The Carlo Law Group
The 5% "Opposite and Corresponding" Member Requirement
Updated: Oct 4, 2018
For the 5% opposite and corresponding member criteria, the subsequent injury must only affect the opposite and corresponding member; it need not injure that member directly. This was detailed in the case of Hard v. WCAB (1974) 2 CWCR 48. In the Hard case the applicant had lost his left leg prior to the industrial injury. The industrial injury involved a back injury that caused problems into the applicant's right leg. The WCAB panel held "applicant qualifies for subsequent injuries fund benefits because the back injury affected the right leg which is the opposite and corresponding member to the previously impaired left leg." See also: Gillispie v. Plastech (SIBTF) (2010) 38 CWCR 304 (WCAB) wherein the WCAB held that LC Section 4751 requires only that the subsequent injury “affect the opposite and corresponding member” (such as radicular sx’s in the leg as result of a back injury); it does not require that the opposite member have pathology or be injured.
The "Opposite and Corresponding" requirement is not limited to extremities. In SIF v. IAC (Hanson) (1963) 217 Cal. App. 2d 322, on May 28, 1959, the applicant, Bruce S. Hanson, was injured in an automobile accident. The major effect of this industrial injury was to accelerate an existing diabetic retinitis to produce blindness of the right eye. Prior to the injury and as a result of the same disease process, applicant had already suffered practically complete loss of vision in the left eye. Here the eye injuries were Opposite and Corresponding members. A similar case was SIF v. IAC (Patterson) 1952 39 Cal.2d 83. In Patterson the subsequent industrial right eye injury rated at 26% PD. When combined with the pre-existing left eye injury, SIF liability was present.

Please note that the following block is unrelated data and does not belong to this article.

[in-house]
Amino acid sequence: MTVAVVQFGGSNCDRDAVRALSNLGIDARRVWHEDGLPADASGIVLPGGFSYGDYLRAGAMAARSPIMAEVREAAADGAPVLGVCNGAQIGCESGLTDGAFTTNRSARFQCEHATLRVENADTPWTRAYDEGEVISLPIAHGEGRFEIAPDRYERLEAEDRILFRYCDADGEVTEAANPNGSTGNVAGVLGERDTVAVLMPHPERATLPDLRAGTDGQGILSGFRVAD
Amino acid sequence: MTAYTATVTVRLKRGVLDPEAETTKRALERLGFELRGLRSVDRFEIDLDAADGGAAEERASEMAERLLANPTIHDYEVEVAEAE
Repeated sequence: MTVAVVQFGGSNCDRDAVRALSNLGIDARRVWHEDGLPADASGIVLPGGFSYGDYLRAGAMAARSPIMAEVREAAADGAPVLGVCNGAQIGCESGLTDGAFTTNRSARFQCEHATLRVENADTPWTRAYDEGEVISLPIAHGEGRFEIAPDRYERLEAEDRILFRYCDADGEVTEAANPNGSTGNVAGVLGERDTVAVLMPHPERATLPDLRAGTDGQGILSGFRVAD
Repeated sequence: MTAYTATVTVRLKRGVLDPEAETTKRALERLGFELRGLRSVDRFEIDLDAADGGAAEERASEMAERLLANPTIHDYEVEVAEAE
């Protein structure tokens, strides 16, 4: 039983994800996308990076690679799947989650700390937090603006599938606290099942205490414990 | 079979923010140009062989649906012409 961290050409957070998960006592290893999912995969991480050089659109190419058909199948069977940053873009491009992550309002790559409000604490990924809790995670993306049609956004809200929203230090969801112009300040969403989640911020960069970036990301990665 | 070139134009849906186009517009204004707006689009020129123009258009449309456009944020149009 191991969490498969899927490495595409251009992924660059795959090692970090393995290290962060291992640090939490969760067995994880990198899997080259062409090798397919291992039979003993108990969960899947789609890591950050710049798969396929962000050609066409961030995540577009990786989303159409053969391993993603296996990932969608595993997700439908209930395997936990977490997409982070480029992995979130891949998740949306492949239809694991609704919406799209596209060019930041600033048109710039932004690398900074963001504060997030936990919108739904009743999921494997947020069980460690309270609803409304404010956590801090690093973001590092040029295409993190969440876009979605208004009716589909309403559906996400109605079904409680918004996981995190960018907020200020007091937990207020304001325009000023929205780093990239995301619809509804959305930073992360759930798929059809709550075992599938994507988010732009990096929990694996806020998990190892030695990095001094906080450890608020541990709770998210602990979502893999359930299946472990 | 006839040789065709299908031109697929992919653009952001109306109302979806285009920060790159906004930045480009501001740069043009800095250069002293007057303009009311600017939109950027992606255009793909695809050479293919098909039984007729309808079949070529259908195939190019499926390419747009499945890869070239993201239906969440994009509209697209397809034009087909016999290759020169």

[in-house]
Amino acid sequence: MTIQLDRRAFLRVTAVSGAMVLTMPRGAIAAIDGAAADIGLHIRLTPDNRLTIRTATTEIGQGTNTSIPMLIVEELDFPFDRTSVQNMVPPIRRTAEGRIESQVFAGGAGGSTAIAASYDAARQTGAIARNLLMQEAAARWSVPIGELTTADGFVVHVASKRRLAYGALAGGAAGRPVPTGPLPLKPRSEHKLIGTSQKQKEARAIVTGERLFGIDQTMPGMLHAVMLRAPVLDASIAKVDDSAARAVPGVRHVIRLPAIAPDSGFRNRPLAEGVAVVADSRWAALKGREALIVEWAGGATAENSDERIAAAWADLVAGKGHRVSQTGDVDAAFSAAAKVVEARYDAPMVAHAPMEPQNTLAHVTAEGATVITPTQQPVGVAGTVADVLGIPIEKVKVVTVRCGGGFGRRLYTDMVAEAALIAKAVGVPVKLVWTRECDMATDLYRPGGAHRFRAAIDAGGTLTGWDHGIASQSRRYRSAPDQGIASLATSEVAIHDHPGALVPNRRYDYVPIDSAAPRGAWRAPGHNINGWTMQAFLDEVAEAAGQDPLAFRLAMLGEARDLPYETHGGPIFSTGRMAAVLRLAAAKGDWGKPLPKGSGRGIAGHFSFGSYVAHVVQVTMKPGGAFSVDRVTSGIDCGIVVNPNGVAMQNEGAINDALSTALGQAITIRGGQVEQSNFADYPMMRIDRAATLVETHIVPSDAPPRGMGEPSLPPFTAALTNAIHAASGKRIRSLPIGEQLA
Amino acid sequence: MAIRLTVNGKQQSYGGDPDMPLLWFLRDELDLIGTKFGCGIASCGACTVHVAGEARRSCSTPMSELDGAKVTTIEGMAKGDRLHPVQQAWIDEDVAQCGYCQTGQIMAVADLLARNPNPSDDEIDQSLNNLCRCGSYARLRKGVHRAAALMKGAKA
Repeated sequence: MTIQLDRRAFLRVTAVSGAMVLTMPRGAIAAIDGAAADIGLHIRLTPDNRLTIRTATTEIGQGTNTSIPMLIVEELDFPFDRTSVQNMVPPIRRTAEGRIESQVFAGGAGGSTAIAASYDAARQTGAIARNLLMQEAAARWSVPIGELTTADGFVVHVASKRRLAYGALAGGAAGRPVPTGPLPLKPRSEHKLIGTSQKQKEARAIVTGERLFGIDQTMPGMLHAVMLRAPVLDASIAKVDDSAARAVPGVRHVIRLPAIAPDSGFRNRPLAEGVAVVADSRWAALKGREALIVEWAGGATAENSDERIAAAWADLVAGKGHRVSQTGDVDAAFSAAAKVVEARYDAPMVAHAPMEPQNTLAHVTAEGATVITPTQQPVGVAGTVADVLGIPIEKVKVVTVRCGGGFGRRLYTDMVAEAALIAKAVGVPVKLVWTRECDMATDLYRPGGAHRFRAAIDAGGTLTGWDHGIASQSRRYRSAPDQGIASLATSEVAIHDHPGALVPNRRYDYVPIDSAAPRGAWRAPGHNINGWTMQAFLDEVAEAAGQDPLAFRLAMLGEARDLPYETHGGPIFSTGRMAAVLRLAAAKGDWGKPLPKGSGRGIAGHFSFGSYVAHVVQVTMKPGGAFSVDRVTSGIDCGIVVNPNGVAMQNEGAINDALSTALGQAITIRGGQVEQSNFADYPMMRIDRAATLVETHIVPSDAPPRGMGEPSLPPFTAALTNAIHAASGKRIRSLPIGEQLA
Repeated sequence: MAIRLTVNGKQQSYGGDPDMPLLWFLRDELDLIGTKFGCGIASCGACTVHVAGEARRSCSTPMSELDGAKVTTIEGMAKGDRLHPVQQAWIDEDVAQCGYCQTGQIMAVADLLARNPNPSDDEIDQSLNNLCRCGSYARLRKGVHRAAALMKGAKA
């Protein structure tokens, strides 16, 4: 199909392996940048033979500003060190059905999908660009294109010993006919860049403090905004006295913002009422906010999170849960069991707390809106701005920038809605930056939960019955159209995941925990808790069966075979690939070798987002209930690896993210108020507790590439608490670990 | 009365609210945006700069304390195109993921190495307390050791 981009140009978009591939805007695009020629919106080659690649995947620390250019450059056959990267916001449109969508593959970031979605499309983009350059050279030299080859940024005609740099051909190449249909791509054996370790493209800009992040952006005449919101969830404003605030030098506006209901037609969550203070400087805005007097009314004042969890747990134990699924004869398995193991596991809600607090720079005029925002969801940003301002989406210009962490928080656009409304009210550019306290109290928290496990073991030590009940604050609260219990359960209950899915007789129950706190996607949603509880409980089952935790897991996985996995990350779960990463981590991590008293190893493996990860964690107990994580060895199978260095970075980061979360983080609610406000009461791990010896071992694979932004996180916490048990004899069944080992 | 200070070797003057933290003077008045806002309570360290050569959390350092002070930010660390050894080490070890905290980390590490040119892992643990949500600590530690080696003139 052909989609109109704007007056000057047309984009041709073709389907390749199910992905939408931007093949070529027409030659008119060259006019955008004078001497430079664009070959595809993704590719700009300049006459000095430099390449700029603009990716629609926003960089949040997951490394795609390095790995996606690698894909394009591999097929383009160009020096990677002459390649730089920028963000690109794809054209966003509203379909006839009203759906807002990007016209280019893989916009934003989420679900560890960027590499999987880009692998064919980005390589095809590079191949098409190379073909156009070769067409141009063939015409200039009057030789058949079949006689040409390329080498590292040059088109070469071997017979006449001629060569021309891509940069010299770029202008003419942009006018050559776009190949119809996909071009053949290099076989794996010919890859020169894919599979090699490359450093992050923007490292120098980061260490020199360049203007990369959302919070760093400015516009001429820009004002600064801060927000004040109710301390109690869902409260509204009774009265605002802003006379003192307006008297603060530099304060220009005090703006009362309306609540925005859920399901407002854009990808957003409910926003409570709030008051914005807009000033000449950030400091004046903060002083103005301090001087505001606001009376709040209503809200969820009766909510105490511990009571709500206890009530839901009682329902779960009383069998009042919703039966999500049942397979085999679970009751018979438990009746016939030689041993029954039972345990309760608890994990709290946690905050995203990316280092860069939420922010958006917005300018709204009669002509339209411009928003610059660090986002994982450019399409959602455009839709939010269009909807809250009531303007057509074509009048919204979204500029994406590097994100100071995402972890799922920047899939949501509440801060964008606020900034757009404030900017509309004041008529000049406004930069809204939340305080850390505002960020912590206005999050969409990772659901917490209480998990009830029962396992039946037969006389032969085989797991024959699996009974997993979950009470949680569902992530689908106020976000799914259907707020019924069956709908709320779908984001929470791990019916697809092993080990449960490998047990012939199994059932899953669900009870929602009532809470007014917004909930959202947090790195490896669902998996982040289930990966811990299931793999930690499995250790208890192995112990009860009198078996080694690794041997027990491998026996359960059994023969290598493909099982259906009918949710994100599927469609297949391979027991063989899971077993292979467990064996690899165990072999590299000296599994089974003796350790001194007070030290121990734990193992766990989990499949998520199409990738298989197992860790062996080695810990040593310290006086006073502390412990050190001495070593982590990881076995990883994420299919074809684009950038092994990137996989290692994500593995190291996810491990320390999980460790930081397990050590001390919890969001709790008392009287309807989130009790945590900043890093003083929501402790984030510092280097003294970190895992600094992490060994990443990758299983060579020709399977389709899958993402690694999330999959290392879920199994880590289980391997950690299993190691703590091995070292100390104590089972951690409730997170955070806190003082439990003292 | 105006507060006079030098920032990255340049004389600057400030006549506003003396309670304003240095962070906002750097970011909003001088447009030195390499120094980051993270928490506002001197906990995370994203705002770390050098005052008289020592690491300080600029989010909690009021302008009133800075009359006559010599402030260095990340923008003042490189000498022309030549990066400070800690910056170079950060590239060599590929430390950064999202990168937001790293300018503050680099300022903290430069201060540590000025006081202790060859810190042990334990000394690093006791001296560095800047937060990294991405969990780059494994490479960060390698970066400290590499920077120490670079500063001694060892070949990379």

The 5% disability to the opposite and corresponding member does not have to be completely within the injured member. For example, if the subsequent industrial injury involves the neck and arm, then the arm injury need not rate 5% as long as the neck combined with the arm combine to produce a 5% disability. In addition to not needing a subsequent injury causing a 5% disability in the opposite and corresponding member, the subsequent injury need only affect the opposite and corresponding member and cause an overall disability of 5% or more. SIF v. WCAB(Post) (1976) 41 CCC 436.
The opposite and corresponding member does not have to be the identical body part. In SIF v. WCAB (Smith) (1954) 19CCC158 the First District Court of Appeal found SIF liability when a subsequent right finger injury of 5 1/4% (loss of the distal phalanx of major little finger) was combined with a pre-existing left shoulder injury. Thus a Finger injury on one side of the body is opposite and corresponding to a shoulder injury on the other side of the body.
The 35% threshold
The 35% threshold is calculated before adjustment for occupation and age. The DFEC modifier must also be factored in when determining the rating of the subsequent injury before adjustment for occupation and age. The plain and unambiguous language of LC 4751 excludes only adjustment for age and occupation. Since a WPI determination does not consider work disablement, and only considers the impact of an injury on activities of daily living, for the permanent disability determination in LC 4751 to be relevant to work disablement, the DFEC adjustment must be included. There are conflicting panel decisions from the WCAB as to whether the DFEC modifier is considered in the 35% threshold. Khandikian vs. SIBTF (2015) ADJ9150217 (Van Nuys) states that you do consider the DFEC in determining whether the 35% threshold is met, whereas a WCAB Panel in Malen v. Kitchen Works (2011) 2011 Cal.Wrk.Comp. P.D. LEXIS 84 approved the determination that when calculating the permanent disability from a subsequent injury, the industrial disability must be considered before adjustment for DFEC.